BBC and local press are not "in opposition", insists director general
Lord Hall, the director general of the BBC, has insisted that the corporation is not "in opposition" to local journalism.
Hall was delivering the inaugural Satchwell Lecture in honour of Bob Satchwell, the former Society of Editors executive director who was forced to retire last year due to ill health.
The BBC has been criticised for taking a more localised approach to its online operation, thereby impacting on the territory traditionally covered by local news titles.
But Lord Hall pointed to its efforts to "support a healthy local media ecology" through the Local News Partnership scheme and its Shared Data Unit at BBC Birmingham.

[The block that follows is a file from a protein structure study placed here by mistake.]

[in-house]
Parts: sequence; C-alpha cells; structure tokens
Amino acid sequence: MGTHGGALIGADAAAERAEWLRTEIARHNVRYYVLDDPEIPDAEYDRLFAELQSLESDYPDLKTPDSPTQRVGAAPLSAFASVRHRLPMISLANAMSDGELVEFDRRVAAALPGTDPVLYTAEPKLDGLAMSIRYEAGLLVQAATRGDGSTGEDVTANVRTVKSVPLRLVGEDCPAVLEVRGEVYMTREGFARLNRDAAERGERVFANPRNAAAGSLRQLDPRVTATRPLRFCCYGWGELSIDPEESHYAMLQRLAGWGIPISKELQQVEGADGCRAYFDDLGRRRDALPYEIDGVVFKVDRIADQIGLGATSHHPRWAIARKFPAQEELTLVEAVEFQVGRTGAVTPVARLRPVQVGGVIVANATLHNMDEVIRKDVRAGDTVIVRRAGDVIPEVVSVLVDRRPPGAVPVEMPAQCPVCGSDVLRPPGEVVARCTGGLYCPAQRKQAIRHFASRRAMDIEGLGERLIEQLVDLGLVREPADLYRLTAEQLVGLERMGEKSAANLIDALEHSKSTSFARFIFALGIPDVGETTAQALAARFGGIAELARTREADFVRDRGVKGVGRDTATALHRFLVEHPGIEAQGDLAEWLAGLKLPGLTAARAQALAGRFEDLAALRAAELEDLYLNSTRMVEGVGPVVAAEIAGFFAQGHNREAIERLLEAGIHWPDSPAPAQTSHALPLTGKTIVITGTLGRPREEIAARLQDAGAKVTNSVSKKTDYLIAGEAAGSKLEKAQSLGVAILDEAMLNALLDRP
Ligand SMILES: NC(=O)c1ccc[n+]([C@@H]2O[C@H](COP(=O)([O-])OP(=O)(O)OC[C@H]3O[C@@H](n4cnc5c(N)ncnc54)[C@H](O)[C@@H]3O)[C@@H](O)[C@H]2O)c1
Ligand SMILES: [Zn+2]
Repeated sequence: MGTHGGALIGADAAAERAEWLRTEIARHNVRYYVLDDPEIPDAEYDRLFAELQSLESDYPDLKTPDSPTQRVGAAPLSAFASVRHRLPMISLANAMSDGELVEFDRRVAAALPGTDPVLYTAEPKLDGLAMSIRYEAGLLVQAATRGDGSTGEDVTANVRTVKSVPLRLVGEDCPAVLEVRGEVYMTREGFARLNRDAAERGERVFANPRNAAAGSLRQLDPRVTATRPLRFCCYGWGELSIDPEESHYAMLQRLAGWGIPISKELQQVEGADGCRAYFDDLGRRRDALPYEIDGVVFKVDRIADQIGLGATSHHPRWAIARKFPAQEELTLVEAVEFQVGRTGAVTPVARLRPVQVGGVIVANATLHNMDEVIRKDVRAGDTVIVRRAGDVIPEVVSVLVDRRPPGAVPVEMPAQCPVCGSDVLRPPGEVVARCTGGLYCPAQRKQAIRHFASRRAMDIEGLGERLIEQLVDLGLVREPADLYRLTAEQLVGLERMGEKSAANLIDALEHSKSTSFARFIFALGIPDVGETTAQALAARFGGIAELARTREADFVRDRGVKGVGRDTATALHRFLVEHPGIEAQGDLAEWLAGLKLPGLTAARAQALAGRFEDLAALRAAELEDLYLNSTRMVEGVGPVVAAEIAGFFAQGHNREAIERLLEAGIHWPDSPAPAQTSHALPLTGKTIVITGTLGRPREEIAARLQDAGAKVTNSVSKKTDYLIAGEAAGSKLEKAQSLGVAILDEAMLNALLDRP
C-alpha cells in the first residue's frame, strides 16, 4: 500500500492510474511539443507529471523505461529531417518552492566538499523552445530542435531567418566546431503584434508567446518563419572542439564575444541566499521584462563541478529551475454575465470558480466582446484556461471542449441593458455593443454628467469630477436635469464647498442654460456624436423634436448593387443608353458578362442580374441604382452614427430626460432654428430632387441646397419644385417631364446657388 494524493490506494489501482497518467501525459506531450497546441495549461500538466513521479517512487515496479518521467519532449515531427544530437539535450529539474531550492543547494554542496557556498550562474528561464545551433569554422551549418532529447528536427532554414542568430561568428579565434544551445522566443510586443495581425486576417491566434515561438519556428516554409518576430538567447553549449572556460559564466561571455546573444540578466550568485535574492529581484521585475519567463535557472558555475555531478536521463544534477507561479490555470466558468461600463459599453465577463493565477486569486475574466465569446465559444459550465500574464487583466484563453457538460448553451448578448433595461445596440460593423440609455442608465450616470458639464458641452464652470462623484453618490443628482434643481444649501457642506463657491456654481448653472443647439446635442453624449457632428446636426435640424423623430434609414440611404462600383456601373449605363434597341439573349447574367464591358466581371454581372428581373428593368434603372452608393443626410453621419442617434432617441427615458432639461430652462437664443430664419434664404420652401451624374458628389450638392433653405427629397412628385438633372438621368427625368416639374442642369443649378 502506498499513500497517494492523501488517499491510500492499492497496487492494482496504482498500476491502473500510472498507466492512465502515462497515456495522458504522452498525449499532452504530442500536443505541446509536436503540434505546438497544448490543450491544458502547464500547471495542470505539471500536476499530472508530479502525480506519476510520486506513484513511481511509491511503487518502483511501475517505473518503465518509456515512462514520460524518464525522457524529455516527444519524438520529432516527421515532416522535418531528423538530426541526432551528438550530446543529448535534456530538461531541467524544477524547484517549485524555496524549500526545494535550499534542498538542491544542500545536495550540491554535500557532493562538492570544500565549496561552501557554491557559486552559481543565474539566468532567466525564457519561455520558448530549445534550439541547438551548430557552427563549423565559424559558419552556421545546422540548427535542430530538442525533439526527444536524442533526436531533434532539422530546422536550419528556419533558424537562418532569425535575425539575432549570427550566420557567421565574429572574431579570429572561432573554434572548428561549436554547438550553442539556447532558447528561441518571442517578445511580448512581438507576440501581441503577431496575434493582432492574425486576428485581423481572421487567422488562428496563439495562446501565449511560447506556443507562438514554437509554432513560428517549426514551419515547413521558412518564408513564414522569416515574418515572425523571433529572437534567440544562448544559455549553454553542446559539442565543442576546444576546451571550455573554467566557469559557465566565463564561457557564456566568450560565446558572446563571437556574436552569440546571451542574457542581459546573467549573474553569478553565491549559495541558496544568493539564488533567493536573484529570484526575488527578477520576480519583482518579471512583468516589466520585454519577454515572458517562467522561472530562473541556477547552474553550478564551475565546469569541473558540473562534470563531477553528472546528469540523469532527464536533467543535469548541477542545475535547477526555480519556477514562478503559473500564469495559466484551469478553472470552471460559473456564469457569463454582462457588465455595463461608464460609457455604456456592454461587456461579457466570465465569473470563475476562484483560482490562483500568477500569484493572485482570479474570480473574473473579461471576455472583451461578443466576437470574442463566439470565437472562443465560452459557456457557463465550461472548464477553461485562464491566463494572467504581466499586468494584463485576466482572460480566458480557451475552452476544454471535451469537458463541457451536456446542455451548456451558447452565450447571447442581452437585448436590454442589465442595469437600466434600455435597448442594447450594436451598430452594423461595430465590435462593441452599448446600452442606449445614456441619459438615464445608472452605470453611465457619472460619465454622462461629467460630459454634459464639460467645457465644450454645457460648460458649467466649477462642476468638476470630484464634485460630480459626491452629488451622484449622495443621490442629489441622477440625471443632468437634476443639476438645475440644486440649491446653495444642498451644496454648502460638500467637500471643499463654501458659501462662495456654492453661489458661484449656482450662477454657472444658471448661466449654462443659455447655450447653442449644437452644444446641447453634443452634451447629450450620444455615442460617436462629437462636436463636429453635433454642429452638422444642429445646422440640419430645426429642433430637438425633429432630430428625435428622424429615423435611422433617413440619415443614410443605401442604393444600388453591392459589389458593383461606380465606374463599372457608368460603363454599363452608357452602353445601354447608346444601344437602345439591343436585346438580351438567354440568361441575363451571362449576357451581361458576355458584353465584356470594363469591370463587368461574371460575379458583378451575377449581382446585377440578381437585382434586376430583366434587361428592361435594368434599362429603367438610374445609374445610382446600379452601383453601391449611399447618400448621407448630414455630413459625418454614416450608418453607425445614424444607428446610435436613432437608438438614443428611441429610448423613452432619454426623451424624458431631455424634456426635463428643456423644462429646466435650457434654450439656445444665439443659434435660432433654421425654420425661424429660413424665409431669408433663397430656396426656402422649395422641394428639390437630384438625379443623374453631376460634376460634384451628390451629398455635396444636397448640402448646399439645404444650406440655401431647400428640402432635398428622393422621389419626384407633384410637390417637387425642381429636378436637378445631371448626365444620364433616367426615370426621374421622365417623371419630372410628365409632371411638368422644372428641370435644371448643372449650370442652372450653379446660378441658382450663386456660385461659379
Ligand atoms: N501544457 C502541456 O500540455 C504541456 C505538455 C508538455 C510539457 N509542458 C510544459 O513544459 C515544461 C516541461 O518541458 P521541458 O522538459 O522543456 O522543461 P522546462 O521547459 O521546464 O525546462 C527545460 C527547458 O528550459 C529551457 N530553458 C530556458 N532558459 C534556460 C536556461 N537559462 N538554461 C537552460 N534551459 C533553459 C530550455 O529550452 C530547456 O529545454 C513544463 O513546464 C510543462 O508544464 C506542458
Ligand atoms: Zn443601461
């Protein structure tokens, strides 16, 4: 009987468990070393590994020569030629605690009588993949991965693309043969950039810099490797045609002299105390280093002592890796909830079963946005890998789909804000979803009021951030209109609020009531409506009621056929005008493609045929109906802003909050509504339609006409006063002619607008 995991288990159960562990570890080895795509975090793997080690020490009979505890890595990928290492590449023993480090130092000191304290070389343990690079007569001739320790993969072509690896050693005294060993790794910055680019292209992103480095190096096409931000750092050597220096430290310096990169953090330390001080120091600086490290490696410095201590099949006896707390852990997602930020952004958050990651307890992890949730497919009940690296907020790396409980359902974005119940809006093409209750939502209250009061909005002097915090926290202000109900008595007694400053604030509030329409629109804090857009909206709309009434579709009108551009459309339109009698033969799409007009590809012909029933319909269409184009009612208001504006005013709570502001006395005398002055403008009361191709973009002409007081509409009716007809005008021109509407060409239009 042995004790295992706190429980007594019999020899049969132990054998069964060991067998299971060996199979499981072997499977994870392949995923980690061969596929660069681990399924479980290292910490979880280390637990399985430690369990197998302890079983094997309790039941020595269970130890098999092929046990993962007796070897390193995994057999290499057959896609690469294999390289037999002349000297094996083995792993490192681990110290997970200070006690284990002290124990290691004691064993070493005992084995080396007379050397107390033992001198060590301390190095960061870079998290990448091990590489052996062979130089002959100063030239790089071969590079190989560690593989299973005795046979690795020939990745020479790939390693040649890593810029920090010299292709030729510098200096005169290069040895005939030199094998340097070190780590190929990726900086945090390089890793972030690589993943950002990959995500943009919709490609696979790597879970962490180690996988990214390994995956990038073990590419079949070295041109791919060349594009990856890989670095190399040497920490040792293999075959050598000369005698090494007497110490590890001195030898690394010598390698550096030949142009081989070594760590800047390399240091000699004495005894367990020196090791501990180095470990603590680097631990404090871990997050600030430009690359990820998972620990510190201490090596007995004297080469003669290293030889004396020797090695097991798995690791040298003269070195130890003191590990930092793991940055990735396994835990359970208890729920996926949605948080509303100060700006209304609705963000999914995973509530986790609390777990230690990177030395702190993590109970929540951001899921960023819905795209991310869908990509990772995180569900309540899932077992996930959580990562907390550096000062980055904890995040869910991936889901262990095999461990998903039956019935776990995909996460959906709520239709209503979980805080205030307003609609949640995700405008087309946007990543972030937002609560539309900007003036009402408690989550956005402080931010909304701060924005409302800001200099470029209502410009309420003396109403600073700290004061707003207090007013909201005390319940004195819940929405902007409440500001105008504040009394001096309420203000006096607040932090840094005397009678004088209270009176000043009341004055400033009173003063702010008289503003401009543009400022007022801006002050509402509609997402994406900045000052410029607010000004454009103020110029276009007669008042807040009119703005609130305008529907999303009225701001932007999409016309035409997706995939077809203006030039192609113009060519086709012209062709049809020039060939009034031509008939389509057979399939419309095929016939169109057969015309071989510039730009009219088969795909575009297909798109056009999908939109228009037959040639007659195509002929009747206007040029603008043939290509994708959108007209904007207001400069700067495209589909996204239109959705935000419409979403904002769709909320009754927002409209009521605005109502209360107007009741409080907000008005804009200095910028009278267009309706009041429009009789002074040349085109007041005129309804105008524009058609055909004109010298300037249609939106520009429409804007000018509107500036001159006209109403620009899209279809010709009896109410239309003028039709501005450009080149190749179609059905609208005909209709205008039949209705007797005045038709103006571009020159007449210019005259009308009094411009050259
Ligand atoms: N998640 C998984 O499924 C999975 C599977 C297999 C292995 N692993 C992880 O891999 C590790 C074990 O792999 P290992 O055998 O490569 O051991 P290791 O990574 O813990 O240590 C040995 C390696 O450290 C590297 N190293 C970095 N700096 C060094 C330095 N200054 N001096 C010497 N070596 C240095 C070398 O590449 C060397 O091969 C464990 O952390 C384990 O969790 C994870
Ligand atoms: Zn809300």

He said: "I recognise that commercial pressures on newspapers have never been so tough. Titles have merged or folded right across the country in recent years, or they’ve had to cut back on editorial content to make ends meet.
"That’s why we’ve made a commitment to partner with other local news platforms - boosting the flow of editorial content to the communities we serve. It’s a whole new way of working... and we’ve made a great start...
"Together we have established a data team in Birmingham, producing important public service journalism that’s being used across our industry...
"And we have put 126 reporters back into town halls the length and breadth of the country. They’ve filed 30,000 stories so far. It’s still early days - and we need to review together our successes and failures. But it’s a partnership we can all be proud of. It’s already having an impact on local democracy.
"In truth, I don’t see us being in opposition to one another - far from it. And local audiences - and local democracy - have everything to gain from a healthy BBC alongside a viable and energetic press."